Continuing on with my work, I was just about to conclude the non-normal data of the distribution. However, I remembered reading about different transformations that can be applied to data to make it more normal. Are any such transformations likely to have any effect on the normality (or the lack thereof) of the score data?
I’d read about the Box-Cox family of transformations: essentially proceeding through powers and their inverses, in the quest to improve normality. I decided to try it, using the Jarque-Bera statistic as a measure of the normality of the data.
Continue reading A Story about Data, Part 2: Abandoning the notion of normality
You can use Ruby-Processing in two ways.
Use the jruby-complete.jar that Ruby-Processing ships, the Gems-in-a-Jar approach. In this mode, all gems you install will be packaged as part of the JAR.
Using the JRuby already installed on your system.
If you’re following the first approach, first head to the location where the jruby-complete.jar is located, for Ruby-Processing. There, do this:
java -jar jruby-complete.jar -S gem install basis-processing --user-install
Alternatively, if you’re using a conventional JRuby installation, do this:
sudo jruby -S gem install basis-processing
This is a quick tour of Basis. Find the source for Basis on GitHub. Installing Basis is pretty simple; just grab it as a gem for your JRuby installation. Brief notes on the installation can be found here.
UPDATE: Starting from version 0.6.0, Basis allows you to specify axis labels. Additionally, you can specify arrays of points instead of plotting points one at a time. When you do this, you can also specify a corresponding legend string, which will show up in a legend guide. See below for more details.
UPDATE: Starting from version 0.5.9, you can turn grid lines on or off. Additionally, the matrix operations implementation has been ported to use the Matrix class in Ruby’s stdlib.
UPDATE: Starting from version 0.5.8, you can customise axis labels, draw arbitrary shapes/text/plot custom graphics at any point in your coordinate system. See below for more details.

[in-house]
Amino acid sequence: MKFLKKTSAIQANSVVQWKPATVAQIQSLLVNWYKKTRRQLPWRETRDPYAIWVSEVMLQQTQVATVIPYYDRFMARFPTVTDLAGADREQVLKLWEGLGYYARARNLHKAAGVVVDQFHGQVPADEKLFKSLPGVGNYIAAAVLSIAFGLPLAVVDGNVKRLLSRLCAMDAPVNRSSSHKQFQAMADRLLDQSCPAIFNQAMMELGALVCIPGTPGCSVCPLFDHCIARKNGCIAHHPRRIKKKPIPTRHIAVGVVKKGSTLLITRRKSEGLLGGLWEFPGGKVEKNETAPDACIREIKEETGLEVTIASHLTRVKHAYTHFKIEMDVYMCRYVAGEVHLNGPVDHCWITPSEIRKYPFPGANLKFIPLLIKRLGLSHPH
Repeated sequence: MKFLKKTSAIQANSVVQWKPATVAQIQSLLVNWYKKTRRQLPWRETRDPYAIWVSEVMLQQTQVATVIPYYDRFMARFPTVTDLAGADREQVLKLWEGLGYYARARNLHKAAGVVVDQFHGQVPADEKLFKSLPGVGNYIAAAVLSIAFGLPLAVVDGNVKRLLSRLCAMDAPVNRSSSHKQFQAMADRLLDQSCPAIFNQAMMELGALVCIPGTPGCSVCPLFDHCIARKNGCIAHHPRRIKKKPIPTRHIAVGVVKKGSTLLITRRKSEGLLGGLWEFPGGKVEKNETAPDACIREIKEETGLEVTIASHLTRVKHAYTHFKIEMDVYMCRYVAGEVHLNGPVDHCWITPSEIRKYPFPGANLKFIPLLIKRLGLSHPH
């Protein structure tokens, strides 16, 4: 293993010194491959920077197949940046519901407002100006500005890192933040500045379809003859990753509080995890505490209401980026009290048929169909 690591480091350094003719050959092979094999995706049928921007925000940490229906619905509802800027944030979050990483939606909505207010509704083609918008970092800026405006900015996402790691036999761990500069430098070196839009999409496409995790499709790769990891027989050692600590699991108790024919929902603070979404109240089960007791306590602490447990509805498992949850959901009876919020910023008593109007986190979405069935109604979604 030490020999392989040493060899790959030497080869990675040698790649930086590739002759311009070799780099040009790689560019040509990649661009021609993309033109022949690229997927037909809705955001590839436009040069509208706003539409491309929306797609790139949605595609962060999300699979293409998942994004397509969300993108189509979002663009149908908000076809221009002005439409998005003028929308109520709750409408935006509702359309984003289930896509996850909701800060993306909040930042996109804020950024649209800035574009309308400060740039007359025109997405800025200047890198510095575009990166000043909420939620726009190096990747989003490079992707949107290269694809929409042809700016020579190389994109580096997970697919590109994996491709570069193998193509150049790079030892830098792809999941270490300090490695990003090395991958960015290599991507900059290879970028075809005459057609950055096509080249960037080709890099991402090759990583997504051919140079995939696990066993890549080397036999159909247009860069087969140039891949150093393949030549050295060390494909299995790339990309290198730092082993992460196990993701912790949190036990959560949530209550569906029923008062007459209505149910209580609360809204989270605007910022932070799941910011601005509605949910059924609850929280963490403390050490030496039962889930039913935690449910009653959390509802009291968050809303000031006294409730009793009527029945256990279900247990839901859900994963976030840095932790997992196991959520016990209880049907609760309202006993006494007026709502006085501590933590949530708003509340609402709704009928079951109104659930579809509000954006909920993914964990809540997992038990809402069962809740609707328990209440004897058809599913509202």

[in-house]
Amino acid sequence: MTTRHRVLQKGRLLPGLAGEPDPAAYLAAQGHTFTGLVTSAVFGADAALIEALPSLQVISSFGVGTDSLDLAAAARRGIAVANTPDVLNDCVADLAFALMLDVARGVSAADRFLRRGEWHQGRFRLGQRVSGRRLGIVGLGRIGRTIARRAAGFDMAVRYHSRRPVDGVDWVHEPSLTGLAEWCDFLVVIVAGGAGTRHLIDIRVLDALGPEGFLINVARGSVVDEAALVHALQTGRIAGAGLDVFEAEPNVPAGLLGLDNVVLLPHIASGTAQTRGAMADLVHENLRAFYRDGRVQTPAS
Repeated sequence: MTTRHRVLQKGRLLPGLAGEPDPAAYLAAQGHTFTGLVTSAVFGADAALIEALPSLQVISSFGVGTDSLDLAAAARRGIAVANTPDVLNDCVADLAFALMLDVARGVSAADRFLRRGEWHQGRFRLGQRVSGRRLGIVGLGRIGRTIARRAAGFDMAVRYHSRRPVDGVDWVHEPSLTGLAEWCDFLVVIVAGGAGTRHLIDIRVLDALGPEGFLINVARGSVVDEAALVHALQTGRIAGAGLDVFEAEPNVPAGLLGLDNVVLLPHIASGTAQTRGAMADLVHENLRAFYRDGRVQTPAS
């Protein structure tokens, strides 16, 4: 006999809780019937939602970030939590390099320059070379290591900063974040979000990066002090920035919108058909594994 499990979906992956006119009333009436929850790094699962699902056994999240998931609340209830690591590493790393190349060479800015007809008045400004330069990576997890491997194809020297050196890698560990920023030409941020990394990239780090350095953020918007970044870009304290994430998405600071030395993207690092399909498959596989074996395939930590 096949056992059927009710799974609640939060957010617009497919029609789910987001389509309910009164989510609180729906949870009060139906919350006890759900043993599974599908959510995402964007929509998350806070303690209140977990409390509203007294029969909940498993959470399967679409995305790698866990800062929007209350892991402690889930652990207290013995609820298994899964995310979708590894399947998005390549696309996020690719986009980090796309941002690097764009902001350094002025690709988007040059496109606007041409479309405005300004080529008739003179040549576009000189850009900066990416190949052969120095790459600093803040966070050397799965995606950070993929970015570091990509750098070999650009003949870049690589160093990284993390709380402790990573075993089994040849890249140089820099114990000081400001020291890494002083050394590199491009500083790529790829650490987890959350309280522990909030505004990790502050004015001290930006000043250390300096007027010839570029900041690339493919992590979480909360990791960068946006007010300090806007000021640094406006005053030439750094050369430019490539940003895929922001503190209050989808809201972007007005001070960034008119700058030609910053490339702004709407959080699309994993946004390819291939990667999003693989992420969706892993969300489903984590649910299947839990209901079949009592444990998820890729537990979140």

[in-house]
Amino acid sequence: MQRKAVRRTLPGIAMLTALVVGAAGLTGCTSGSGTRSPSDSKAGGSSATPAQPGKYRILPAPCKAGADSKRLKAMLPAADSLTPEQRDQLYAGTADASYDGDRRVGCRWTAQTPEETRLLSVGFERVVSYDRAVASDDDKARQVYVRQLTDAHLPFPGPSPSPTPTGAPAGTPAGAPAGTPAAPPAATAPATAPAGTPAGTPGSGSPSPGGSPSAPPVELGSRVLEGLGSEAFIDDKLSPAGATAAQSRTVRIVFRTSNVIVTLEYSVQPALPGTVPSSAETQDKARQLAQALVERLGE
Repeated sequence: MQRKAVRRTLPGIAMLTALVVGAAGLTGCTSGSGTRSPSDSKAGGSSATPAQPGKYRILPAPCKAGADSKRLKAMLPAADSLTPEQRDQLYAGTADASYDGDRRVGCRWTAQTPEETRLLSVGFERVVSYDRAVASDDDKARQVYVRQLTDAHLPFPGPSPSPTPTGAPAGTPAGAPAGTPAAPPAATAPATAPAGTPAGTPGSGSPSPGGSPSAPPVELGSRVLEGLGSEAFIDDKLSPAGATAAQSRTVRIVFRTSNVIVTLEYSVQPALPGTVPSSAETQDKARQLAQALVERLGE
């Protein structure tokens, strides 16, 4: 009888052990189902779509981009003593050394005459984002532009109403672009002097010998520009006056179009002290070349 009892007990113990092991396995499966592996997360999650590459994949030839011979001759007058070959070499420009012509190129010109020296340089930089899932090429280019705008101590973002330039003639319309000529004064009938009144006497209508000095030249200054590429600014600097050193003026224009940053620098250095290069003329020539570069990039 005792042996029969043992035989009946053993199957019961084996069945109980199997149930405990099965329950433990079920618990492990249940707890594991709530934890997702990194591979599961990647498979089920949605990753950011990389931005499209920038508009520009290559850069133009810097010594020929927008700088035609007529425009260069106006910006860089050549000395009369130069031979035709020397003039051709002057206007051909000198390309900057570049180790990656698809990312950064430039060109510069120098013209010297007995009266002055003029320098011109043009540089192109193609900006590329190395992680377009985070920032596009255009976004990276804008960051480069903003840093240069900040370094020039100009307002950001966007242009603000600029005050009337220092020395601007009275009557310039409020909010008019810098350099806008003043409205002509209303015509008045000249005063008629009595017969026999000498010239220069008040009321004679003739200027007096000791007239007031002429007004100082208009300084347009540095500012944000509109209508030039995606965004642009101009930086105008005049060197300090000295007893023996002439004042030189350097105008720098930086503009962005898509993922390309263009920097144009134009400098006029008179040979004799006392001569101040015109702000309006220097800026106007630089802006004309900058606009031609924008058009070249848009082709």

UPDATE: With version 0.5.7, experimental support has been added for drawing objects which aren’t points. Interactions with such objects is currently not supported. Additional support for drawing markers/highlighting in custom bases is now in.
UPDATE: Starting from version 0.5.1, Basis has been ported to Ruby 1.9.2, because of the kd-tree library dependency. Currently, there are no plans of maintaining Basis compatibility with Ruby 1.8.x. As an aside, I personally recommend using RVM to manage the mess of Ruby/JRuby installations that you’re likely to have on your machine.
UPDATE: Basis has hit version 0.5.0 with experimental support for mouseover interactivity. More work is incoming, but the demo code below is up-to-date, for now. The code below should be the same as demo.rb on GitHub.
Continue reading A guide to using Basis (updated for v0.6.0+)
One of the first things I realised while working on visualisations in Processing is that a lot of the work required in setting up coordinate systems and plotting them is somewhat of a chore. Specifically, for things like parallel coordinates, multiple axes, each with its own scaling, I initially ended up with some pretty ugly custom code for each case. I did look around in the Libraries section of the Processing website, but didn’t find anything specific to manipulating and plotting coordinate axes.
Continue reading Basis: Plotting arbitrary coordinate systems in Ruby-Processing